The plant will be the sixth facility for Honda in North America. The plant's location, about 50 miles southeast of Indianapolis, was selected from a number of sites under consideration in the Midwest. "It is an ideal location in the Midwest, both for our network of parts suppliers and as a central location for all of our customers across the country," said Koichi Kondo, COO of Honda's North America Region operations, in a Wall Street Journal report. The plant is expected to hire 2,000 workers and manufacture 200,000 vehicles annually.
With Global Insight's new report showing that Indiana has the highest concentration of U.S. manufacturing jobs, i.e. 19.3 percent of total employees represented, it should come as no surprise that Honda decided to locate its newest facility in Greensburg. A Wall Street Journal editorial by Douglas Brinkley (July 18, "Hoosier Honda") shows why the foreign domestics are shunning Detroit for the "lower" Midwest states.
Comments Brinkley, "Thanks to companies like Honda, automaking in America will be taking place in less unionized regions of the country than metro Detroit. Honda has been constructing its behemoth factories outside of big cities in largely rural communities like Greensburg where the United Auto Workers Union's political clout is weak, and land is plentiful. Turning farm fields into factories, that's what Henry Ford used to do. Today, in the heartland, it's being done by Honda - a company that doesn't manufacture imports but builds American-made cars."
But don't count out Michigan just yet. While the automotive industry there has struggled as the Big Three became the Big Two, and suppliers scramble to get out of bankruptcy or avoid it, Michigan remains dedicated to the auto industry and is fighting not just to hold onto the U.S. automakers, but to capture some of the work from the foreign domestics as well. In fact, efforts are under way to land a Toyota plant.
On August 9, Governor Jennifer M. Granholm and the Michigan Economic Development Corp. (MEDC) President and CEO James C. Epolito announced an incentive package approved by the MEDC to encourage Ford Motor Co. to make new investments of up to $1 billion in Michigan facilities to improve its production capabilities and boost development of hybrid vehicles. "Ford's potential $1 billion investment would be dedicated to expanding flexible manufacturing at several Ford facilities in Michigan and be used for research and development of future products, advanced power train technologies, and hybrid vehicles," said a company statement. The company also announced it would be rolling out nine new Ford and Lincoln Mercury vehicles in the next six months, and that its sporty new 4.6 liter Ford Shelby GT would hit showrooms by January.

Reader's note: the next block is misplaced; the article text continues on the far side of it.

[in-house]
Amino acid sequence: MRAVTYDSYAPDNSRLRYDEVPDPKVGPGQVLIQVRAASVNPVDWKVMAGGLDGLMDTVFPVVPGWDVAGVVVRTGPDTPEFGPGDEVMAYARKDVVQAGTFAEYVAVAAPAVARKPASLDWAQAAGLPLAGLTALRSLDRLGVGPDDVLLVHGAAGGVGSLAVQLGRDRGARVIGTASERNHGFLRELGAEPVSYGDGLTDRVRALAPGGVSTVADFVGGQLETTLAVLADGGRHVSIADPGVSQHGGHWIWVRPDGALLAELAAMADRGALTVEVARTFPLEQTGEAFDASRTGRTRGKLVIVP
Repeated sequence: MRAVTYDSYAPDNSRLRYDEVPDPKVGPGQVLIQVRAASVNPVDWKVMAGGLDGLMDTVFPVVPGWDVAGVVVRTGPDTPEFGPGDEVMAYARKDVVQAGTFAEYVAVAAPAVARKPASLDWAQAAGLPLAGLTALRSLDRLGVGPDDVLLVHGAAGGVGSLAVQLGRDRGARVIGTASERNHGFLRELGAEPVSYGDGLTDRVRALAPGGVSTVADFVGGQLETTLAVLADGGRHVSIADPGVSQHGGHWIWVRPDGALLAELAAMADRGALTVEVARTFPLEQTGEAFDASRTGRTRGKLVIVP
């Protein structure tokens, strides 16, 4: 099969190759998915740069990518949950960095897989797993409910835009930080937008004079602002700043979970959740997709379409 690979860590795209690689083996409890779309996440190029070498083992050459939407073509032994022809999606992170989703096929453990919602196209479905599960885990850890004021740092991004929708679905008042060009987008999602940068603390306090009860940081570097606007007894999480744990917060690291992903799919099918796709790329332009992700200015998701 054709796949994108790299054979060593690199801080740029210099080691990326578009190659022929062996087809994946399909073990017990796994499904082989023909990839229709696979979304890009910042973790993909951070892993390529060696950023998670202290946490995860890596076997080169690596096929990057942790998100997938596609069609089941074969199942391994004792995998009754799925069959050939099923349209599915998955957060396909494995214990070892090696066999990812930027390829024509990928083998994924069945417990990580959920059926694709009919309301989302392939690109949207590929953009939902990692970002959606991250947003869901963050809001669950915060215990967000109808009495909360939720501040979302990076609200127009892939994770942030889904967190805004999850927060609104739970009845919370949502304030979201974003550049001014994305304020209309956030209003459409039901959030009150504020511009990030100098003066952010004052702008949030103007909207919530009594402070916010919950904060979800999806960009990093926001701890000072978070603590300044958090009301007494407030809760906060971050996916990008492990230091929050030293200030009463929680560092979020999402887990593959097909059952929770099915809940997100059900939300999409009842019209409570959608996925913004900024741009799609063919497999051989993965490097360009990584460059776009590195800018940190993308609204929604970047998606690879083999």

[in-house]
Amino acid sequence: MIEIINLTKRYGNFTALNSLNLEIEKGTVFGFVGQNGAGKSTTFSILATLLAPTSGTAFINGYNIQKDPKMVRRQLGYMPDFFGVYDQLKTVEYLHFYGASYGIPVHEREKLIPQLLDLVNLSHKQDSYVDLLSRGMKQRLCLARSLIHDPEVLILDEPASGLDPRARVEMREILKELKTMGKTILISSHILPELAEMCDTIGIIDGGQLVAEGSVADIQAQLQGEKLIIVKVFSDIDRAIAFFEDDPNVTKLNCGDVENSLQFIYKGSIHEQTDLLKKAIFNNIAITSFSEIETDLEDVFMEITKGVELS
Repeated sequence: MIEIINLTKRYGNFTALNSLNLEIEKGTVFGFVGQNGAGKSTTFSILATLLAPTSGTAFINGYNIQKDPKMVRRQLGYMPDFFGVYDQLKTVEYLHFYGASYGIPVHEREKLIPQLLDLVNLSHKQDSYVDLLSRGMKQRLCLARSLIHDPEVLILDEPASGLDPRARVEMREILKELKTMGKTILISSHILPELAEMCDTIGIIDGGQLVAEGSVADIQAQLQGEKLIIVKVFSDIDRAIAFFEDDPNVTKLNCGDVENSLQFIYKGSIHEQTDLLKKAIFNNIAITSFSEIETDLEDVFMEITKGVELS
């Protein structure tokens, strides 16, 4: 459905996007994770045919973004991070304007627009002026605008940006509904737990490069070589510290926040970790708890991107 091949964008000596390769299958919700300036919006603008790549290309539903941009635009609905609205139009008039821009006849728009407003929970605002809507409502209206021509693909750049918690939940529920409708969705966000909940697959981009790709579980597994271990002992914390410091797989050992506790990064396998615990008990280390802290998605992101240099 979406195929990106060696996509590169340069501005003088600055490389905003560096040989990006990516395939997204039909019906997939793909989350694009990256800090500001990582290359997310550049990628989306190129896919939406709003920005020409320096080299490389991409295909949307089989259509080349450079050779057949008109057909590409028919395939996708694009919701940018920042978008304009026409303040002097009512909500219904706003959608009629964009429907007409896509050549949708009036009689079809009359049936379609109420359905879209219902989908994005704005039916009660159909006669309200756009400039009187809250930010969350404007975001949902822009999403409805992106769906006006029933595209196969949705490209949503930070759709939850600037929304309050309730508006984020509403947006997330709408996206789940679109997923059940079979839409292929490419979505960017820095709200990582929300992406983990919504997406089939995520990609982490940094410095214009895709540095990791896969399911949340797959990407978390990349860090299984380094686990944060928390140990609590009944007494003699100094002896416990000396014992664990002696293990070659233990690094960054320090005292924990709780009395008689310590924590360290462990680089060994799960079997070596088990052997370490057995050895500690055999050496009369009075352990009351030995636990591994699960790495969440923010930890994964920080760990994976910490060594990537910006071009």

"There is no vision for Michigan's new economy that does not include Ford cars and trucks designed, engineered, and made in Michigan," Granholm said. "The company's consideration to invest more than $1 billion in its Michigan facilities is a testament to our first-class work force and our pro-business environment. We'll continue to fight to keep these jobs in Michigan."
The MEDC approved a Single Business Tax credit valued at more than $151 million over 20 years to win the company's investment.
Workers at a General Motors plant in Oshawa, Ontario, are breathing a sigh of relief as the company recently announced plans to revive the Chevrolet Camaro in 2008, thus sparing the Canadian factory that had been slated for closure. The revamped muscle car that the Baby Boomers loved during their youth, will be built at the No.2 Oshawa plant near Toronto, beginning in 2008 - about the time the plant had been scheduled to shut down as part of GM's North American restructuring.
The move saves about 2,700 jobs and will steer $661 million in new investment to the factory for renovations to produce multiple models, according to a report in the Detroit News. "Oshawa's selection to build the new Camaro is a tribute to our employees' reputation for the industry's best quality and productivity and further evidence of the exciting comeback happening at GM today," GM Canada President Arturo Elias said in a statement. The Oshawa plant is expected to build 100,000 Camaros per year. And, Pivotal International has begun construction on the Oshawa Logistics Centre, with completion slated to coincide with the start of production at the Camaro plant in late 2008 or early 2009.
Additionally, another exciting chapter has been added to Woodstock, Ontario's economic history as Toyota Boshoku broke ground on a new $65 million automotive parts plant that will supply the $1.1 billion Toyota assembly plant when it starts production in 2008. Toyota Boshoku Canada will provide seats, door panels, and floor carpets for the RAV4 which is to be built in Woodstock. The groundbreaking ceremony took place on the company's 14.5-hectare site that's just five minutes away from the main Toyota assembly plant.
While the shift in automotive manufacturing has been disruptive in some regions with regard to the U.S.-based automakers, the foreign domestics are offering new opportunities to automotive suppliers to broaden their customer base, and to workers to obtain good-paying manufacturing jobs in areas where manufacturing hasn't previously been dominant. The NAFTA highway and the new automotive corridor promise to link North America in a way that will benefit everyone, including consumers.